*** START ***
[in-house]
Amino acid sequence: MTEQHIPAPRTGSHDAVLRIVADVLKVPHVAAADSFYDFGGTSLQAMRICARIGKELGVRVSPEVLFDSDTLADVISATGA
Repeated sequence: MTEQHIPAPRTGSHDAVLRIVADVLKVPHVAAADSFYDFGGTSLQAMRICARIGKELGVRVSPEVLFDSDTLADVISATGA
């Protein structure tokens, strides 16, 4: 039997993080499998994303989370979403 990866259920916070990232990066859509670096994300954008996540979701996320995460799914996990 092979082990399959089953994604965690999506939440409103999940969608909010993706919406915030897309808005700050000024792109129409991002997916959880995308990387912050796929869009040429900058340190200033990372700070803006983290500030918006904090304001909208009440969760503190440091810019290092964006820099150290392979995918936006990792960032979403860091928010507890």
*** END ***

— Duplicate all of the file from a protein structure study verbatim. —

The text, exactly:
[in-house]
Amino acid sequence: MTEQHIPAPRTGSHDAVLRIVADVLKVPHVAAADSFYDFGGTSLQAMRICARIGKELGVRVSPEVLFDSDTLADVISATGA
Repeated sequence: MTEQHIPAPRTGSHDAVLRIVADVLKVPHVAAADSFYDFGGTSLQAMRICARIGKELGVRVSPEVLFDSDTLADVISATGA
């Protein structure tokens, strides 16, 4: 039997993080499998994303989370979403 990866259920916070990232990066859509670096994300954008996540979701996320995460799914996990 092979082990399959089953994604965690999506939440409103999940969608909010993706919406915030897309808005700050000024792109129409991002997916959880995308990387912050796929869009040429900058340190200033990372700070803006983290500030918006904090304001909208009440969760503190440091810019290092964006820099150290392979995918936006990792960032979403860091928010507890």